Matcha tea is steeped in Japanese history, culture, and tradition.
Way of Tea
Centuries ago, Zen Buddhists in Japan made a discovery. They found that the way to inner harmony and spiritual awakening lies through the cup of tea. Not just any tea, though. Their preferred variety was, and continues to be, matcha, the tea used in traditional tea ceremonies. Harmony, respect, purity, tranquility are the principles of the Japanese tea ceremony, “way of tea”.
What is Matcha?
It’s a special, chlorophyll-rich green tea with a long list of health benefits. To begin with, the way we consume matcha tea is unique. Matcha consists of finely powdered green tea leaves, which are dissolved in water when preparing the tea. What this means is that all the nutrients and minerals are actually delivered to your body instead of being thrown out once you’ve steeped your tea.
Speaking of nutrients and minerals…
Matcha is extremely rich in antioxidants, leaving even pomegranates and blueberries far behind. The tea antioxidants themselves belong to a special type – catechins, that are especially effective in tracking down free radicals from the body. In the holistic community, matcha tea is known to speed up metabolism and fat burning rates, reduce stress, and boost mental concentration with L-theanine. It also gets you a healthy dose of vitamin C.
Why is Matcha so special?
It’s a known fact that all Japanese teas – Sencha, Genmaicha, Hojicha – are rare and valuable. The key to Matcha’s unique properties lies in the way it is cultivated. Premium Japanese Matcha teas are made of Gyokuro tea leaves grown in the shade, covered with straw mats. This slows the growth of the tea plants, thus increasing their levels of chlorophyll. Hence the color – the most beautiful shade of green. The slow growth of the tea leaves also allows them to accumulate more antioxidants, amino acids, and flavor.
Is Matcha good for your skin?
Being a powdered tea that you consume entirely, Matcha packs quite a punch in terms of the antioxidants it delivers to your body. In fact, the antioxidant level in a serving of matcha tea could be over a hundred times higher than in an average cup of green tea. In addition to antioxidants, the tea is also higher in its vitamin A, C, K, and B-complex content. Together, these compounds can work wonders for your skin. They get rid of free radicals that tend to speed up aging and reduce acne-producing sebum and bacteria. In the long term, they also provide UV protection and reduce the risk of skin cancer. In fact, matcha tea is so good for your skin that it’s actually used in face masks!
Grades of Matcha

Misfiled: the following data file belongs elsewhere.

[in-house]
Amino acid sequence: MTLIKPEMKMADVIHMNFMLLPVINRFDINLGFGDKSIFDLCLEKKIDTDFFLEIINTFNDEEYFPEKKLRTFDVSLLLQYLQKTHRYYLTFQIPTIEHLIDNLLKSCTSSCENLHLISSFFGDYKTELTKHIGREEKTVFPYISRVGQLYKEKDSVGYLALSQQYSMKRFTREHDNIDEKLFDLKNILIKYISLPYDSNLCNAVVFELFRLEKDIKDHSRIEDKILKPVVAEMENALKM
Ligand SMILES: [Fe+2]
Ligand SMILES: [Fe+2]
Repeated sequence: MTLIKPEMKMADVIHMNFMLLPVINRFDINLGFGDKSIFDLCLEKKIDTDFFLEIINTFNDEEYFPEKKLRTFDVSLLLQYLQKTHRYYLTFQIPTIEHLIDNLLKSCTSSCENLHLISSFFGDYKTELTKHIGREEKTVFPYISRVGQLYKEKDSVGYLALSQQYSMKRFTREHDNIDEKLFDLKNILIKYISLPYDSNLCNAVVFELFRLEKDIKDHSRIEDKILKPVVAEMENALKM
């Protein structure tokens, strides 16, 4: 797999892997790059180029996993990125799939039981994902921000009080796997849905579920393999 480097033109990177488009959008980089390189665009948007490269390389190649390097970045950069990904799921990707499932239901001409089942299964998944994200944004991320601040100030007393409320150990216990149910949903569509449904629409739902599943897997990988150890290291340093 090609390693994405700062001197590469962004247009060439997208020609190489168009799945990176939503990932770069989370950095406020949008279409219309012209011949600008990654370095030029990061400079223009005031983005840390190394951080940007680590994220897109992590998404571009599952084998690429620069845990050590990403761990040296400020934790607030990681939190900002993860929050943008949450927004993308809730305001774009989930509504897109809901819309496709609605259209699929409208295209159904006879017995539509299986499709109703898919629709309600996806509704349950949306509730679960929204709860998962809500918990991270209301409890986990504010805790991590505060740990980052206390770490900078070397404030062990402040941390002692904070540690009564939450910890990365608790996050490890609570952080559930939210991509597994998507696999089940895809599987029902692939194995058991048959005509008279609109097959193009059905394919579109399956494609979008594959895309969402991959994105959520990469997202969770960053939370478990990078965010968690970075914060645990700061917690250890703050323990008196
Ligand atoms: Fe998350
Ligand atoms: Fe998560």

Did you know that it isn’t just premium matcha teas that deserve a special place on your kitchen shelf? Lower-grade Matcha teas work great as additives in baked goodies, smoothies, ice-creams, and so on.
Different retailers might use their own classifications of matcha products. However, there are only three traditional grades:
- Ceremonial grade
- Classic, Café, “In-between” grade
- Cooking or Kitchen grade
You pay for brighter emerald color, finer powder, and delicately sweet taste with a slightly astringent finish. Only the youngest and most tender leaves are used for high-grade matcha. At approximately half or a third of the price, you would get a lower grade green tea powder, which is a little more bitter, but actually has a stronger flavor. It will work better for cooking, baking, and making smoothies, not to mention it is more economical for that purpose. Culinary grade matcha would still make a great cup of tea, and it would be perfectly appropriate to mix it with some milk and a bit of sugar. The difference in nutritional value between the grades is really insignificant.
Tea tips: how to make matcha
Special tea calls for special handling. Never pair matcha tea with boiling water; it can lead to an unpleasant ‘grassy’ taste. Instead, give the boiling water about 5 minutes to cool down before dissolving the powdered tea in it. First, add just a few drops of water to the teaspoon of matcha and mix it into a paste. Then, add more water to the cup.
And just like that, your matcha is ready for you to savor…
Where to buy the best Matcha tea online?
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Isabelle is a freelance writer, self-taught tea nerd, and tea blending enthusiast. She is a herbalist with a strong interest in Ayurveda. Each year Isabelle travels extensively, returning with tea samples from around the world. She is a big fan of handmade teaware and Japanese green teas.